I have been listening to Relient K for a good long while. When I first found myself going to youth group, their cheeky pop punk church friendly anthems were just what I needed. As I grew older, so did they, and their music continued to speak to me in a powerful way. Albums like Mmhmmm and “Five Score and Seven Years Ago” are albums that I still go back to on a regular basis. Those albums showed that Relient K was capable of maturing and changing into something more than just a pop-punk novelty. They gave their lyrics a more suited musical stage to stand on, and showed that they could do serious just as well as they could do silly. Unfortunately, I feel they got a bit stuck. “Forget and Not Slow Down” was somewhat of a disappointment for me, due to plain fact that at least three of the songs sounded so much like previous material, I had to go back and check to make sure they were in fact different. It was starting to get formulaic. So, with their newest album, “Collapsible Lung” I was ready to welcome in a change and at least for a few songs on this album, I feel like the changes that were made were awesome. Unfortunately, those songs only make up 3 of the 11 tracks contained on this overall underwhelming album.
The album starts with the hopeful “Don’t Blink”. This song takes me to bands like Third Eye Blind, which is not necessarily a bad thing for me. It’s a new sound for Relient K that fits really well into their progression as a band. When Matt Theissen stated that this new album as a “pop album” I got scared. Would this be “Save Rock and Roll” all over again? Don’t Blink made me hopeful that Relient K would not fall into those same patterns. Unfortunately, it’s the only song on the album that has that sound. The next six songs are a train wreck. If I didn’t know what album I was listening to, I could not tell you that Relient K wrote any of these songs. The vocal processing is so overdone, its hard to tell that Matt Theissen is singing. Boomerang, the second song is somewhat bearable. It’s not good, by any means, but I can listen to it without feeling disappointed. Lost Boy sounds like it was off of a Katy Perry album. Its homogenized, methodical, pop nonsense. If I Could Take You Home and Gloria are both completely forgettable. Can’t Complain has a little bit of cheeky lyricism to remind the listener of their earlier work, but it’s so drowned in their desire to be Jason Mraz that it’s completely lost. And PTL (or Part Time Lover) is just insulting to anyone who has ever listened to Relient K in the past. Everything about this song just oozes with everything wrong with pop music. Shallow lyrics, a complete lack of dynamics, and a level of production that strips away all integrity that might have existed.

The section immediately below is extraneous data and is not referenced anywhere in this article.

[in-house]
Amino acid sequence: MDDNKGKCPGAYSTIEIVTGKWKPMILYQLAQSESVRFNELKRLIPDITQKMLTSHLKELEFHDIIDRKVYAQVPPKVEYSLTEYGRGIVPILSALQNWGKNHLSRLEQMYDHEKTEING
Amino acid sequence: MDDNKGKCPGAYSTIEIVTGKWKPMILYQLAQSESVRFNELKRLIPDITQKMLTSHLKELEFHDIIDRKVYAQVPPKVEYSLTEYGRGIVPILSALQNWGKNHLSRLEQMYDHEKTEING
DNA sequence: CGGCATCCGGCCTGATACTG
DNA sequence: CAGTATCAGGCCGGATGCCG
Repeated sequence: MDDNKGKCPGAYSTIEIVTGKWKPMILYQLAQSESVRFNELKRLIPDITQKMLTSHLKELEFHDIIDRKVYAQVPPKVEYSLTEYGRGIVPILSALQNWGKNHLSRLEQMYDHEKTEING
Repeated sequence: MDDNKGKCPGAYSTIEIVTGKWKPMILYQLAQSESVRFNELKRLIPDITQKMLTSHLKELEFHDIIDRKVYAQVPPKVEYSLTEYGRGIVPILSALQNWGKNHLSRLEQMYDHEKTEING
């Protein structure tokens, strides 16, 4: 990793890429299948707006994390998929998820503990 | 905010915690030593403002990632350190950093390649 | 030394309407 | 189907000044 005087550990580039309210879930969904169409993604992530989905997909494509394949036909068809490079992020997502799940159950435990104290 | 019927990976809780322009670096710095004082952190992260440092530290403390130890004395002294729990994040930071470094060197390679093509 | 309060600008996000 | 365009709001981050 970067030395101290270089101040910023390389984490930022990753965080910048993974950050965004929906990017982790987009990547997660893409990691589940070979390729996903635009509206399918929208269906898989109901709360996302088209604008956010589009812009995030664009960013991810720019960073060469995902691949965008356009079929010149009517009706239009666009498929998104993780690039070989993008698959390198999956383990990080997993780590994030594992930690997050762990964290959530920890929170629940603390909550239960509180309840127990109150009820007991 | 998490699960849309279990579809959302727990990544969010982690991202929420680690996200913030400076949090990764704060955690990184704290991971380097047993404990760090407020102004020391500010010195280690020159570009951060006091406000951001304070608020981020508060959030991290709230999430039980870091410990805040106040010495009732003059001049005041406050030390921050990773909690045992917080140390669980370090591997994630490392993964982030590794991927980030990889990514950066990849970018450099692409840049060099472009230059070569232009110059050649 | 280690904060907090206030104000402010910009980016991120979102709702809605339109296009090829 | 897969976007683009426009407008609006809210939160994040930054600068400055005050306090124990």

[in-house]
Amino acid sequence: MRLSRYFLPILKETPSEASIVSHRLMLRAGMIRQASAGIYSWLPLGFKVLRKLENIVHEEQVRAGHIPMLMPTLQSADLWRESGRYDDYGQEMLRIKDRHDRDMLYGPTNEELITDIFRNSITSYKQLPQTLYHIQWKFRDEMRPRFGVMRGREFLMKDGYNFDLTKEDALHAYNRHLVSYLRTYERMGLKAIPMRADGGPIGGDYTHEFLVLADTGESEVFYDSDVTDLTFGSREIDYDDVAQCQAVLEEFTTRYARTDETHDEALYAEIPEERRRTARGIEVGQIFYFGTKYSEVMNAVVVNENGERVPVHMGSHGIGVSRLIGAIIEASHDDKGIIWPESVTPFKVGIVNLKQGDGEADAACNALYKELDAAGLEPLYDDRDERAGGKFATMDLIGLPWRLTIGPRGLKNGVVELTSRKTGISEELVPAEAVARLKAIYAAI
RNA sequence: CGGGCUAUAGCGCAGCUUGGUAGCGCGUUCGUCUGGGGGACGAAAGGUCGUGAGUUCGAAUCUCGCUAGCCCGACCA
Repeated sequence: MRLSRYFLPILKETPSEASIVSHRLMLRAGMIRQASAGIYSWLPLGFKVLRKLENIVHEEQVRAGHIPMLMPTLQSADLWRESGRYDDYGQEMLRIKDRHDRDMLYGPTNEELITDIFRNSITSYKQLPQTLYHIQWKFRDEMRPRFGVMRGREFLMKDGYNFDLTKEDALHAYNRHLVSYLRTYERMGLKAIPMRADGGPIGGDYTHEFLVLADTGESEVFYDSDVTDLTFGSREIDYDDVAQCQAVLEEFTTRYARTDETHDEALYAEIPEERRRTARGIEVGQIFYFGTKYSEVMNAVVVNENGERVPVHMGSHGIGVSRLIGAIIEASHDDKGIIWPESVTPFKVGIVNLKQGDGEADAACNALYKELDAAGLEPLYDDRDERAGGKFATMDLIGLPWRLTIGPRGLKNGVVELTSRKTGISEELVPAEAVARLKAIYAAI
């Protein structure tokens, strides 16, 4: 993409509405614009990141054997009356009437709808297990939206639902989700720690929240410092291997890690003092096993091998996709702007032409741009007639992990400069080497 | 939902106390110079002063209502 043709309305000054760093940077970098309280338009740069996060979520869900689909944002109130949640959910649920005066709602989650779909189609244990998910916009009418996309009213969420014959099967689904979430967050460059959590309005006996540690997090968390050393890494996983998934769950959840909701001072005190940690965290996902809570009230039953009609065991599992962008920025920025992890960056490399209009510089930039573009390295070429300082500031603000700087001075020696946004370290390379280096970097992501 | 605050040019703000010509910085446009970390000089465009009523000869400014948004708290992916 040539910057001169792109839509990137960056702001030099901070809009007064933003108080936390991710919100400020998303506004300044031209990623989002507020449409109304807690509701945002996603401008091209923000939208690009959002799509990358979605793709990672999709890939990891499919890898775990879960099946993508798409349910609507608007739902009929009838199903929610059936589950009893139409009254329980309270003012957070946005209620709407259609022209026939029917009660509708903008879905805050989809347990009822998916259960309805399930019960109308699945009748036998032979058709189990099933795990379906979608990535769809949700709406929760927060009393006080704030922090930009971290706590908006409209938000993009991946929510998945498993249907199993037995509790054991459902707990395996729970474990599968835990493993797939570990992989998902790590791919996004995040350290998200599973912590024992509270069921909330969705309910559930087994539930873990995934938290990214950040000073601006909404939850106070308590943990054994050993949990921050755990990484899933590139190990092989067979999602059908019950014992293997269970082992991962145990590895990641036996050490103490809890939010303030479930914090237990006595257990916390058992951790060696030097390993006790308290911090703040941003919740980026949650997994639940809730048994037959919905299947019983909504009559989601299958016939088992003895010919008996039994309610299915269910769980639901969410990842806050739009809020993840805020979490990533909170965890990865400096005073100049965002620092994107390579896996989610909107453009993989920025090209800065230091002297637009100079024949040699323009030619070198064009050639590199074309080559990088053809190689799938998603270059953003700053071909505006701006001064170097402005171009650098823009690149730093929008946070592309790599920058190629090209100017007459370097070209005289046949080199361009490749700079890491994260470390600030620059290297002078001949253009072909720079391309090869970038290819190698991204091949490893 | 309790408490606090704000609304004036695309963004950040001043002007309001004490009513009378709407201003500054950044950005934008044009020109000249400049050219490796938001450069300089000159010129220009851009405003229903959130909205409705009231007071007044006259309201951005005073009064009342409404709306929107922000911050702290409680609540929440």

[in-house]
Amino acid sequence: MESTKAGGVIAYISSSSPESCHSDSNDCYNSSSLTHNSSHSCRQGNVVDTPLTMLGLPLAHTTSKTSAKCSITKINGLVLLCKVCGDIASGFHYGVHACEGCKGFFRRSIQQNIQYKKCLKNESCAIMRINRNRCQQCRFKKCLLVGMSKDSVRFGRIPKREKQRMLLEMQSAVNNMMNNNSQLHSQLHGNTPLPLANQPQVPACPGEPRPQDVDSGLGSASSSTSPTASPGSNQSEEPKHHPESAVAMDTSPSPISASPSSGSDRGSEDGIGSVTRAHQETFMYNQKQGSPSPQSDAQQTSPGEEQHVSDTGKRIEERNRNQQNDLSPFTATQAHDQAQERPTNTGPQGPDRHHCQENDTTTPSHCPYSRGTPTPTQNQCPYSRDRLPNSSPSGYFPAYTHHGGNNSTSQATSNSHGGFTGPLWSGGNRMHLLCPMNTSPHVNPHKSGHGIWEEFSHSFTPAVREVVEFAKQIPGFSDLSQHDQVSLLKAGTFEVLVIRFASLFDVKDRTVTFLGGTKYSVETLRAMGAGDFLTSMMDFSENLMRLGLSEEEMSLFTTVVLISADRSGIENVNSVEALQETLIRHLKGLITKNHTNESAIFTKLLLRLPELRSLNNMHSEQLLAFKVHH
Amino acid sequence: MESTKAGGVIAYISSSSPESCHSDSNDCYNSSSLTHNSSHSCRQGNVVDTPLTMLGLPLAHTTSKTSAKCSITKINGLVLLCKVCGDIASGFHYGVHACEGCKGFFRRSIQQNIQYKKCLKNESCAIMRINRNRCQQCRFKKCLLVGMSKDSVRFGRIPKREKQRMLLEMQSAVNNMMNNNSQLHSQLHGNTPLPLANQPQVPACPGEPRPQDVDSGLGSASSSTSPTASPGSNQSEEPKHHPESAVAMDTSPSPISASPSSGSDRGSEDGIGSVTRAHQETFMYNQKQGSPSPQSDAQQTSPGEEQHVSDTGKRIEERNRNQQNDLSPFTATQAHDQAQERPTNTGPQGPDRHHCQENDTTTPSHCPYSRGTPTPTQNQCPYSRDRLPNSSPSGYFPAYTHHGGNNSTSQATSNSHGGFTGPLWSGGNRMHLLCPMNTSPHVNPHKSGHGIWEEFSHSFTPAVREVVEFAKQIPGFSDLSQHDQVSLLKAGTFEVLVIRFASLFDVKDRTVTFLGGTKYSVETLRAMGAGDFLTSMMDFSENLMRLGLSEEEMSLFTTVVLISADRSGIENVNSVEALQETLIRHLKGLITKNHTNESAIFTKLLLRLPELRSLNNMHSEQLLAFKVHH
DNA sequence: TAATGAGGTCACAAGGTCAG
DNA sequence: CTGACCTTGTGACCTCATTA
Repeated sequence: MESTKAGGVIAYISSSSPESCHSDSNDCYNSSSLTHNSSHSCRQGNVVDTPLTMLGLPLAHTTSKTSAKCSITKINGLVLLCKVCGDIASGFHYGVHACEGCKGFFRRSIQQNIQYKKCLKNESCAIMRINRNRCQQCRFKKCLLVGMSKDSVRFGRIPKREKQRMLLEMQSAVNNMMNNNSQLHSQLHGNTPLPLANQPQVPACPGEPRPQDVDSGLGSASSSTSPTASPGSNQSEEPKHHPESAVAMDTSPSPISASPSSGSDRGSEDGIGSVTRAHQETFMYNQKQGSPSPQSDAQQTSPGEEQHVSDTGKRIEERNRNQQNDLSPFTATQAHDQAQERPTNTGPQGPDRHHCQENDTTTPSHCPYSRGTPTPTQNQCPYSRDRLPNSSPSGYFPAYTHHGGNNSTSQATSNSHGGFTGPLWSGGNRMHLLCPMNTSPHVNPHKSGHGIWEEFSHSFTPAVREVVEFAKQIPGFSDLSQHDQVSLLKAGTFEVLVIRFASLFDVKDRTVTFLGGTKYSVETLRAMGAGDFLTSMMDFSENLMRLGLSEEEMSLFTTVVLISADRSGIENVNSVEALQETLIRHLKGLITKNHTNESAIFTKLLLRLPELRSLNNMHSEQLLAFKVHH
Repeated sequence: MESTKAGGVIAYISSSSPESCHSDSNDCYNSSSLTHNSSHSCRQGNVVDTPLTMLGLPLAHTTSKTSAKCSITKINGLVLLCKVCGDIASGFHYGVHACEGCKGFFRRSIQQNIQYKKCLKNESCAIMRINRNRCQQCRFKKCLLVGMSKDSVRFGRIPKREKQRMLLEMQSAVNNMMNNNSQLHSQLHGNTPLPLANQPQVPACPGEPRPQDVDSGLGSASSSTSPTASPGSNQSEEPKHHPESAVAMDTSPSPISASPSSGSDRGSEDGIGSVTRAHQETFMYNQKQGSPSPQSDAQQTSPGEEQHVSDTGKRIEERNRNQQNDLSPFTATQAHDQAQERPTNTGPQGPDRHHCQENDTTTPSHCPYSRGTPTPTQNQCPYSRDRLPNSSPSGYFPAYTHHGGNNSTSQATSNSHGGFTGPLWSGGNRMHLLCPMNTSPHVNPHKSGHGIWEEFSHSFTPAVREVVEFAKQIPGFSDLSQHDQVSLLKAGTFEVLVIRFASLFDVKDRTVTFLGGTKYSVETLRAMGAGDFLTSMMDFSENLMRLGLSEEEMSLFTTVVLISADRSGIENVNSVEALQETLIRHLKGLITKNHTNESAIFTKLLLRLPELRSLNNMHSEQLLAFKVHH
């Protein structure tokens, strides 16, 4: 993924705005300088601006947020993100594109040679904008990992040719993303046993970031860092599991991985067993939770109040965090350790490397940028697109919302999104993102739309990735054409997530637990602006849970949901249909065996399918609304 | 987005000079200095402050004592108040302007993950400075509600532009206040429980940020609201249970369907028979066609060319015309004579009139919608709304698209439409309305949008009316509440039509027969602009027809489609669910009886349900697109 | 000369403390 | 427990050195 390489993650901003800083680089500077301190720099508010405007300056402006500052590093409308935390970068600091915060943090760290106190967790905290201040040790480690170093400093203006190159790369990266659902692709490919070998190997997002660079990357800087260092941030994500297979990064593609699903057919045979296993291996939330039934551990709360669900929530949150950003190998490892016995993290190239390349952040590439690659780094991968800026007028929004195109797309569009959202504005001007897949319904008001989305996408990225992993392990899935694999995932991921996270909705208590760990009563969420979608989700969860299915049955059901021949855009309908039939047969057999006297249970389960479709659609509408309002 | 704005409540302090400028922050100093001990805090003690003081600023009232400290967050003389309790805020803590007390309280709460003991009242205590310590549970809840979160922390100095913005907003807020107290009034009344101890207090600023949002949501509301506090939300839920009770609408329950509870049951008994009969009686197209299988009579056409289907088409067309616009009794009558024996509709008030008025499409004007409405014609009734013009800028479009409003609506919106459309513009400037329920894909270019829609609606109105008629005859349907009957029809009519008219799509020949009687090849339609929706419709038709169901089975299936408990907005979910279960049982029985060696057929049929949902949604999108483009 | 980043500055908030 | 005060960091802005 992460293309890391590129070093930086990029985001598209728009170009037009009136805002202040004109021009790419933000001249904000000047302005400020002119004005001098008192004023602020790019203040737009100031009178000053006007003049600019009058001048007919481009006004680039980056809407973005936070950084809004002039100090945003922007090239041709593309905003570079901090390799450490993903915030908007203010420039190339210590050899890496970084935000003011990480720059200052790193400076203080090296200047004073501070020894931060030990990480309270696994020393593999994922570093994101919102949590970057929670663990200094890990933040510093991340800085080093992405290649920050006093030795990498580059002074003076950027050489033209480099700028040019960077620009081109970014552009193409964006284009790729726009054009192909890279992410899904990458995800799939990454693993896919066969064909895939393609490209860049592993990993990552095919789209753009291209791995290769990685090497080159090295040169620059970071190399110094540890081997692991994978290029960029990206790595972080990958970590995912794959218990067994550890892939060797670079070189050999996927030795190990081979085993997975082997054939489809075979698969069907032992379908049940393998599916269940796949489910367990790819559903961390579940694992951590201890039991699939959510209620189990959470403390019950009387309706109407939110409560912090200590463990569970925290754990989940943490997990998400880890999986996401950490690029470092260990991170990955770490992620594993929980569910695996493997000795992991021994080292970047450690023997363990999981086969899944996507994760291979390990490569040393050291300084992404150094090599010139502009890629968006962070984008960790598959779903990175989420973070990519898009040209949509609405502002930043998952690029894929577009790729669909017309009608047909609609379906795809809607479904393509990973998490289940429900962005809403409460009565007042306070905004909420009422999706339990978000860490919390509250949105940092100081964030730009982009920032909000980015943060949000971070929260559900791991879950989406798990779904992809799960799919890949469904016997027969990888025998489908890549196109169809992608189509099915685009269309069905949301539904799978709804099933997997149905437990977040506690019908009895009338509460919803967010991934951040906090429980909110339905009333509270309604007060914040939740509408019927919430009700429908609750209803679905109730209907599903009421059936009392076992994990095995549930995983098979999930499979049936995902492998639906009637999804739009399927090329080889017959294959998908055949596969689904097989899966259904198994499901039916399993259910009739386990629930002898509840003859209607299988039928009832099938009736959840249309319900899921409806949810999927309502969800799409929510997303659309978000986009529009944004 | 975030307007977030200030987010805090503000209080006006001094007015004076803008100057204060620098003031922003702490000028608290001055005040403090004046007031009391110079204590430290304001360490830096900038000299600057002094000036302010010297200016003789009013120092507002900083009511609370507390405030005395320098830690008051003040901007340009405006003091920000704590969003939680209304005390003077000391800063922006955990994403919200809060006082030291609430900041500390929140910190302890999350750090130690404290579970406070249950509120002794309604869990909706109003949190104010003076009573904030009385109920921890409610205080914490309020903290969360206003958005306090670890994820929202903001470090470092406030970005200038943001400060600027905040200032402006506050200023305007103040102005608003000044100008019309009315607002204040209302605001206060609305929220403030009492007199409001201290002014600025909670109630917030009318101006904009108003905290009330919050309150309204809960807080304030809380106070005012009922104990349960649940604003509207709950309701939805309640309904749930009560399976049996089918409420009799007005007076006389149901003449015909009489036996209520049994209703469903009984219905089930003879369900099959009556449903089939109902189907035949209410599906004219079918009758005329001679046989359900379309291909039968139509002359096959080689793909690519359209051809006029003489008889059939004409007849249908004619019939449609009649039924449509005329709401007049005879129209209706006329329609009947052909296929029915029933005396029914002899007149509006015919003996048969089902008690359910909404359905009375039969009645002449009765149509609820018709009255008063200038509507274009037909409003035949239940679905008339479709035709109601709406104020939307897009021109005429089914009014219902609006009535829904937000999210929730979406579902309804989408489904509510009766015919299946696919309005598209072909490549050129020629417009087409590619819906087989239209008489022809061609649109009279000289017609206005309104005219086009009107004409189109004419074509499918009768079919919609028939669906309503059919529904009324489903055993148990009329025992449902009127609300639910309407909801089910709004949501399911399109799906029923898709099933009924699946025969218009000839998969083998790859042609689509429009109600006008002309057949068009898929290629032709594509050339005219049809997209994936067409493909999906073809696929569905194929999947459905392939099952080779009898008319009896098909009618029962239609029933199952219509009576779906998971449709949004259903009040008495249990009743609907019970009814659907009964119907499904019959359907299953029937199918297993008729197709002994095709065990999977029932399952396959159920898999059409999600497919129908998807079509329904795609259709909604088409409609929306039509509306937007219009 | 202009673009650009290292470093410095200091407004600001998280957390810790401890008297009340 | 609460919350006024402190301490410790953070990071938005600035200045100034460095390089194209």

Thankfully, for at least two songs, the album rallies. Disaster and When You Were My Baby remind me that I am in fact listening to Relient K. The lyrics are still disappointing, but the instrumentation and arrangements are more akin to what I would expect out of this band. Disaster has an air of the pop orchestration that made Deathbed such a great song. The rally does not last, and Relient K ends the album with the most disappointing ballad the band has ever made and an underwhelming final song that never builds to its fullest potential and leaves you wanting more. Sweetness, the disappointing ballad, is especially saddening for me, because even on their earlier albums, the ballads were always where they stopped being silly and goofy, and had a moment of depth. This song continues the trend of bad, shallow lyrics that seems to plague this entire album. I think more than anything, the lack of lyrical depth is the most disappointing part of this album. Every song seems to be about the same thing, some more over (PTL) some more subdued (Don’t Blink). Even putting the shallow subject matter of sleeping around and failed relationships aside, the lyrics lack subtlety or depth at all.
All in all, this album was extremely disappointing. The three songs I like give me hope that maybe their future releases will have more to love, but as far as this album is concerned, I will not be returning to the majority of it anytime soon.